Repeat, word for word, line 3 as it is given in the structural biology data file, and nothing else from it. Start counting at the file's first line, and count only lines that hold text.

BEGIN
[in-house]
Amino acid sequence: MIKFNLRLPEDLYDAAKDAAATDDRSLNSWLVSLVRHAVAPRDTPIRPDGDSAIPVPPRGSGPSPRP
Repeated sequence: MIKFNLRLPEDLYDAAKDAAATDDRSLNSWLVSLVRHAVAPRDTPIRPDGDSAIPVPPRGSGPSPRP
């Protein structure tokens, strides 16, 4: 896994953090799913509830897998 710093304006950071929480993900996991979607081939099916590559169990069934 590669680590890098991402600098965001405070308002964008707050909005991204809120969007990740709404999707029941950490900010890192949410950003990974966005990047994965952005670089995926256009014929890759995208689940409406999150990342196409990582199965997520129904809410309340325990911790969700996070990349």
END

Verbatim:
Repeated sequence: MIKFNLRLPEDLYDAAKDAAATDDRSLNSWLVSLVRHAVAPRDTPIRPDGDSAIPVPPRGSGPSPRP